Nickelodeon developing ‘Hey Arnold!’ TV movie

24 Nov 2015 | Author: | No comments yet »

Hey Arnold! Revival Is Happening—That’s Right, Football Head Is Coming Back.

Nickelodeon is currently developing a new tale starring the football-headed cartoon good guy that will reintroduce the cartoon to a new generation, Mashable has confirmed. Not long after Nickelodeon has dug into the nostalgia vault to launch the ’90s programming block The Splat, the network has announced a brand new entry for one of its most beloved series. As first reported by Variety, the TV movie would pick up where the original series (1996-2004) left off and deliver some answers to longstanding questions about Arnold’s parents. In the final episodes produced, “The Journal (Parts 1 & 2),” titular, football-headed Arnold was off to find his missing parents, in the jungle that had seemingly consumed them. This could just be the first show Nickelodeon is bringing back for new audiences. “Kids who grew up on these characters are now of the age that they are having kids and families themselves,” Russell Hicks, president of content development and production at Nickelodeon Group, told Variety. “Our library has come to fruition and it’s time for it to start coming back to life.” Nickelodeon said it’s goal isn’t to bring millennials back as viewers, but rather target the current audience and encourage family viewing.

The mystery of Arnold’s parents was one of the longer term threads in the series, most fully explored in the two-part episode “The Journal.” A feature film was also released in 2002. This effort would be separate from — though, likely not unrelated to — what it’s already attempted to do with The Splat, a nightly programming block of classic shows. The network started The Splat programming block on TeenNick that featured all your favorites from the 1990s, including Clarissa Explains It All and Ren & Stimpy.

While Viscardi will oversee creative strategies for key content like “Teenage Mutant Ninja Turtles,” “SpongeBob SquarePants” and “Dora The Explorer,” he will also mine the network’s vast library of original series to develop new shows for modern audiences. There is currently no target date for the Hey Arnold movie’s release, though, unlike 2002’s Hey Arnold!: The Movie, this film would not be released in theaters. He was a writer on 20th Century Fox’s 2007 reboot of “Alvin and the Chipmunks,” but also has a hand in modern Nick fare, like “Sanjay and Craig,” on which he is an executive producer and writer with longtime creative partner Will McRobb.

Nickelodeon has more than 13 new animated projects in production and “over 40 things in development,” said Hicks. “There is a robust pipeline of new fresh product,” he said. Nickelodeon’s emphasis on wringing new value out of its library comes as the network and its counterpart Nick Jr. have gained in the ratings during the most recent quarter.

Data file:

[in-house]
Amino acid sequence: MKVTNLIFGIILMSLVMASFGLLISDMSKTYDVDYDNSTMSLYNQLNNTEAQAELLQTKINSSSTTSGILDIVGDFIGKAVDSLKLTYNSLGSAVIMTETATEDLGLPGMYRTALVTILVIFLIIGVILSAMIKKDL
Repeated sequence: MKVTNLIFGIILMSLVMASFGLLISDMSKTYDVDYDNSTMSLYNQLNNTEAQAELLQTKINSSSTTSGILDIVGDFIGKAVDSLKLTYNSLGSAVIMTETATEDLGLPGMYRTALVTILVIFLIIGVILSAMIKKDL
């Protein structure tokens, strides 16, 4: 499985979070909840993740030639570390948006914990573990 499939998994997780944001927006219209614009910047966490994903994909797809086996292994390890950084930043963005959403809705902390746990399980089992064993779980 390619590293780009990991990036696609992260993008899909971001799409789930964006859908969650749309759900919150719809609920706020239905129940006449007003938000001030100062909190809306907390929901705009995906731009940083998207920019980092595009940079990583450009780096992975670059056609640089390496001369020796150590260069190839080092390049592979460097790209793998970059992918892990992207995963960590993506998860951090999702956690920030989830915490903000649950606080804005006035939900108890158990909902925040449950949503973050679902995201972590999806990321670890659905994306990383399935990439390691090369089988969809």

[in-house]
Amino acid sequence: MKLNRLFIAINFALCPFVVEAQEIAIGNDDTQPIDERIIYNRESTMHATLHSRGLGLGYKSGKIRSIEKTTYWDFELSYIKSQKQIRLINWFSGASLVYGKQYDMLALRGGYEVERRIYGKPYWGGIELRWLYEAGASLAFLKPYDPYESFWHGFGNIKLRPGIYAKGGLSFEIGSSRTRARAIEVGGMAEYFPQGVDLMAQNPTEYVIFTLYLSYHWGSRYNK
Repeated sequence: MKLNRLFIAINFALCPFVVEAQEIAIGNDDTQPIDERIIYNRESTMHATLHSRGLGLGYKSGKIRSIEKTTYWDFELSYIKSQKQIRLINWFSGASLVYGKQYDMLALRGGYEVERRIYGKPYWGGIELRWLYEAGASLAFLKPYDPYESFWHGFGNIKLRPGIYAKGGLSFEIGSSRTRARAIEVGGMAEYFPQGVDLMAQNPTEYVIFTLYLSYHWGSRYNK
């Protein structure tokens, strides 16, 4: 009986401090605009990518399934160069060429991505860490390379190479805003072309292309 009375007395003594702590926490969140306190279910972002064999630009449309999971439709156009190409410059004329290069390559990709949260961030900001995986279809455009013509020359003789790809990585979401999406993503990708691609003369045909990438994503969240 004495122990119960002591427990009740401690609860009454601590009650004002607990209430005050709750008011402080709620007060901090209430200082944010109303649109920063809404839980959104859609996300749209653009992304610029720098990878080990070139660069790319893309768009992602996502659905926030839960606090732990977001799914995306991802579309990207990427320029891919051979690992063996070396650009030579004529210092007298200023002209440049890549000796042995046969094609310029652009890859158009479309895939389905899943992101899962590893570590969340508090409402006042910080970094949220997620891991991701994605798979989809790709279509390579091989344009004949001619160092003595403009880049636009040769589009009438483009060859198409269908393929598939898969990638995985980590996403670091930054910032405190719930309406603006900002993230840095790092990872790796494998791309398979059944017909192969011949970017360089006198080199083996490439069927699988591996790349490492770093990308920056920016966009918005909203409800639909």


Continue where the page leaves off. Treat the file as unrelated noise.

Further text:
Investors have in the recent past expressed concern about Viacom’s Nickelodeon empire as new technologies catering to kids – including subscription-video-on-demand outlets like Netlifx and Amazon – have wooed away some of TV’s youngest viewers. For her part, Hart told us she’s been approached about returning to the character, but it has to be the right pitch. “I think it would have to be done really right. But in recent weeks, according to data from Bernstein Research analyst Todd Juenger, an emphasis on new original programming has helped some of the Nick networks gain ratings share at the expense of rivals. Some series embraced more of a “punk rock” attitude,” while others were “sweeter.” Viscardi said he is not considering just animation He is also open to reviving some of Nickelodeon’s classic live-action series, which over the years included everything from “You Can’t Do That On Television” to “Clarissa Explains It All.” Mitchell Kreigman, the creator of “Clarissa,” recently published a new book, “Things I Can’t Explain,” chronicling the heroine’s life as a young adult in the big city. The network is likely to give first look to properties Nickelodeon already controls, but Hicks and Viscardi said they remain open to considering content that ran on the network that is owned by someone else. “Doug,” an animated series about a pre-teen kid and his friends that aired on Nickelodeon in the 1990s, for example, is controlled by Walt Disney.

But Viscardi said executives see the series “as part of Nickelodeon history.” Not everything is going to get a new day in the sun. “We are very selective about the series, what we go back to, and think about how we can take them and make them special,” said Viscardi. “It’s really important to us to be really consistent with the storytelling that was there long ago on the series but also work to reimagine it , even just a little bit, and make it appealing and thrilling for today’s audience.” In a different case, Nickelodeon is just letting the old stuff out for another airing.

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